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Public Health employees get on their bikes for charity

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East Riding of Yorkshire Council's Public Health team will take part in a tough 'Cities of Culture' cycling challenge, organised through the Association of Directors of Public Health (ADPH) and in association with East Riding of Yorkshire and Hull City Councils.

The trip will take over nine days to finish and will take the staff from Beverley to Ireland and back to Cottingham to promote public health and cycling, whilst providing an opportunity to raise money for charity.

The challenge includes a four day Public Health cycling partnership with Public Health colleagues in South and North Ireland, and two days in Wales. The team will set off from Beverley on 19 May, travelling to Liverpool and across to Ireland via Belfast on the ferry, returning back to Holyhead via Liverpool, over the Humber Bridge into Hull and ending at the Lawns in Cottingham on Sunday, 28 May.

The aim of the challenge is to promote cycling as one of the best ways for people to achieve good health and fitness. Apart from burning away body fat, cycling reduces the chances of heart disease and helps combat diabetes and high blood pressure. The ride is designed to highlight the health benefits of cycling whilst incorporating health promoting events.

The participants, who are volunteering in their spare time, will cover distances of approximately 50-60 miles-plus each day and will raise funds for the local British Heart Foundation.

Public Health colleagues in Northern Ireland have enabled the team to take the Public Health vehicle to Ireland and will be engaging in joint work to promote the benefits of cycling in Derry/Londonderry and Armagh.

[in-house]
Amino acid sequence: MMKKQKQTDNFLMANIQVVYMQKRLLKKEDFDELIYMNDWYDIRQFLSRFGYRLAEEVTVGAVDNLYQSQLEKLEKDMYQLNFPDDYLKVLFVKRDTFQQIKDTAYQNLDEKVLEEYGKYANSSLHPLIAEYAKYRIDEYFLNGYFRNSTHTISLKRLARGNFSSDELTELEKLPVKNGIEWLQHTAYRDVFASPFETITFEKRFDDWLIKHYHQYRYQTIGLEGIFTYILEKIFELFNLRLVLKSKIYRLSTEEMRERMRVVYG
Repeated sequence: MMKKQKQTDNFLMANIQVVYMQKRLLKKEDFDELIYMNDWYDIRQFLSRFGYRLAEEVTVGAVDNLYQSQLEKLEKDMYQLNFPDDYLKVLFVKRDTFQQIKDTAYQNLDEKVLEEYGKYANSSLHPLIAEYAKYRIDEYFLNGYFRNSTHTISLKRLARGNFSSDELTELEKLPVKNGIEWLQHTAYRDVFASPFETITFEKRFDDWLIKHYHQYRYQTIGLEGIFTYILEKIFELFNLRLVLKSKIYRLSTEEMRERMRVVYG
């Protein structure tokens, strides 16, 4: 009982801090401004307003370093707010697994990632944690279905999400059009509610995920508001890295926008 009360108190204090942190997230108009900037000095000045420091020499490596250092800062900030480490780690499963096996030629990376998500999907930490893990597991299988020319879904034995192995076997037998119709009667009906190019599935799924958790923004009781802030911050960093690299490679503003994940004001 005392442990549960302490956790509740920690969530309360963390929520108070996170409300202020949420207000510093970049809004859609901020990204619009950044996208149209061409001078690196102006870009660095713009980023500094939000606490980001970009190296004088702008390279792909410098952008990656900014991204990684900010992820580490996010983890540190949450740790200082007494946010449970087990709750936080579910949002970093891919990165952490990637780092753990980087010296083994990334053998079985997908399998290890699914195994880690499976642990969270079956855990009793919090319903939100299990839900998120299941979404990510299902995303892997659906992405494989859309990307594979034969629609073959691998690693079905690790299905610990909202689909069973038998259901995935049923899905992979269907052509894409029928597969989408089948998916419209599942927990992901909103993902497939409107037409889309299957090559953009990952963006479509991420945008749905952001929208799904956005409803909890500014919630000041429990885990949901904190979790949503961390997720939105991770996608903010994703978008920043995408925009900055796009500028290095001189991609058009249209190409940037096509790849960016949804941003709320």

Mike McDermott, associate director of Public Health, said: "This is an exciting challenge which myself and Tim Allison, director of Public Health, have mulled over for the past year. "We are really pleased that people will be joining us on route and especially planning to join us for the last day from Thorne and the Humber Bridge to Hull. "Cycling is a fantastic way to get out there and improve your physical ability. We are all recreational cyclists with limited long distance cycling experience, but thanks to regular training we hope to complete the challenge."

Tim Allison, director of Public Health, said: "By eating well and moving more, you maintain a healthy weight and reduce your risk of heart disease. "Through this partnership ride we are showing that it is easy, no matter what age or physical ability, to get on a bike and cycle. "I am extremely pleased that we have true international participation for the cycle challenge this year."